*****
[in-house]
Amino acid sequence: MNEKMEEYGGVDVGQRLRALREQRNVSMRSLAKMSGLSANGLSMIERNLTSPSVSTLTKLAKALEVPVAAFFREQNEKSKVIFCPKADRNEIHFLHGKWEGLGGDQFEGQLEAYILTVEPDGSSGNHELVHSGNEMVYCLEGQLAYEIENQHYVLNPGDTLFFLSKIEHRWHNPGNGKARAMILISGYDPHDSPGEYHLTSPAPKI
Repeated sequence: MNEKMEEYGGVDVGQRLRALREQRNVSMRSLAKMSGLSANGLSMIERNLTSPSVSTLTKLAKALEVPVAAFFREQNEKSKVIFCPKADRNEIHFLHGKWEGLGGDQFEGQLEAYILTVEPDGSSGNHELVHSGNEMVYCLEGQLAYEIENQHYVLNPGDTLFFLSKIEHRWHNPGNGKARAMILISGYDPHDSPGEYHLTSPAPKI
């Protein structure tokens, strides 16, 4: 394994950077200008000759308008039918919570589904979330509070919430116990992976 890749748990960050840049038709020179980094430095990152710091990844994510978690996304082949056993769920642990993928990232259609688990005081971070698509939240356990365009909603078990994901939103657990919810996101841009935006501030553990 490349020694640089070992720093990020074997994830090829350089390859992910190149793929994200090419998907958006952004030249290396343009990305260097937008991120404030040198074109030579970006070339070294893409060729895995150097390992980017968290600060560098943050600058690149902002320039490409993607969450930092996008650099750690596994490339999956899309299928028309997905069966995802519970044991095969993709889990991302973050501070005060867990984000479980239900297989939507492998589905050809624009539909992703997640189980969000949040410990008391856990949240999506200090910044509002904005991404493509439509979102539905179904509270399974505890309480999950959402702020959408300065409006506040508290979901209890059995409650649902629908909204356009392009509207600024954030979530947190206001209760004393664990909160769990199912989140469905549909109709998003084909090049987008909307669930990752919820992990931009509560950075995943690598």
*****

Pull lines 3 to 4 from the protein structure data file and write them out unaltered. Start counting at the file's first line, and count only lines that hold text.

Repeated sequence: MNEKMEEYGGVDVGQRLRALREQRNVSMRSLAKMSGLSANGLSMIERNLTSPSVSTLTKLAKALEVPVAAFFREQNEKSKVIFCPKADRNEIHFLHGKWEGLGGDQFEGQLEAYILTVEPDGSSGNHELVHSGNEMVYCLEGQLAYEIENQHYVLNPGDTLFFLSKIEHRWHNPGNGKARAMILISGYDPHDSPGEYHLTSPAPKI
């Protein structure tokens, strides 16, 4: 394994950077200008000759308008039918919570589904979330509070919430116990992976 890749748990960050840049038709020179980094430095990152710091990844994510978690996304082949056993769920642990993928990232259609688990005081971070698509939240356990365009909603078990994901939103657990919810996101841009935006501030553990 490349020694640089070992720093990020074997994830090829350089390859992910190149793929994200090419998907958006952004030249290396343009990305260097937008991120404030040198074109030579970006070339070294893409060729895995150097390992980017968290600060560098943050600058690149902002320039490409993607969450930092996008650099750690596994490339999956899309299928028309997905069966995802519970044991095969993709889990991302973050501070005060867990984000479980239900297989939507492998589905050809624009539909992703997640189980969000949040410990008391856990949240999506200090910044509002904005991404493509439509979102539905179904509270399974505890309480999950959402702020959408300065409006506040508290979901209890059995409650649902629908909204356009392009509207600024954030979530947190206001209760004393664990909160769990199912989140469905549909109709998003084909090049987008909307669930990752919820992990931009509560950075995943690598």